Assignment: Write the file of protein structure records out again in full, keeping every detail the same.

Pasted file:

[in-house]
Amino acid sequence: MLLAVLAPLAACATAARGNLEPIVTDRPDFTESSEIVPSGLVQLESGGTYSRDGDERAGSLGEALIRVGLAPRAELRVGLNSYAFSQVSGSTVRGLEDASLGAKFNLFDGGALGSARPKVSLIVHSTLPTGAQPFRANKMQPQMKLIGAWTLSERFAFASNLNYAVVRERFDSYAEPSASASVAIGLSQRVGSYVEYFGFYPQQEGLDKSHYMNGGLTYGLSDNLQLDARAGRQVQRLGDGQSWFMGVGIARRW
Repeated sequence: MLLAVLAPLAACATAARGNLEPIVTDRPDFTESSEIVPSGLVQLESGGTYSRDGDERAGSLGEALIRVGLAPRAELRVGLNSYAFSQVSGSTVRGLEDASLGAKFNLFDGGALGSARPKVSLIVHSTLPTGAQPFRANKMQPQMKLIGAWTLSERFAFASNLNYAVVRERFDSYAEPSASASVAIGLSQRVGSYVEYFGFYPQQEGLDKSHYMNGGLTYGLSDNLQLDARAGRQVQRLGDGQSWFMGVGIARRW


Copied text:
[in-house]
Amino acid sequence: MLLAVLAPLAACATAARGNLEPIVTDRPDFTESSEIVPSGLVQLESGGTYSRDGDERAGSLGEALIRVGLAPRAELRVGLNSYAFSQVSGSTVRGLEDASLGAKFNLFDGGALGSARPKVSLIVHSTLPTGAQPFRANKMQPQMKLIGAWTLSERFAFASNLNYAVVRERFDSYAEPSASASVAIGLSQRVGSYVEYFGFYPQQEGLDKSHYMNGGLTYGLSDNLQLDARAGRQVQRLGDGQSWFMGVGIARRW
Repeated sequence: MLLAVLAPLAACATAARGNLEPIVTDRPDFTESSEIVPSGLVQLESGGTYSRDGDERAGSLGEALIRVGLAPRAELRVGLNSYAFSQVSGSTVRGLEDASLGAKFNLFDGGALGSARPKVSLIVHSTLPTGAQPFRANKMQPQMKLIGAWTLSERFAFASNLNYAVVRERFDSYAEPSASASVAIGLSQRVGSYVEYFGFYPQQEGLDKSHYMNGGLTYGLSDNLQLDARAGRQVQRLGDGQSWFMGVGIARRW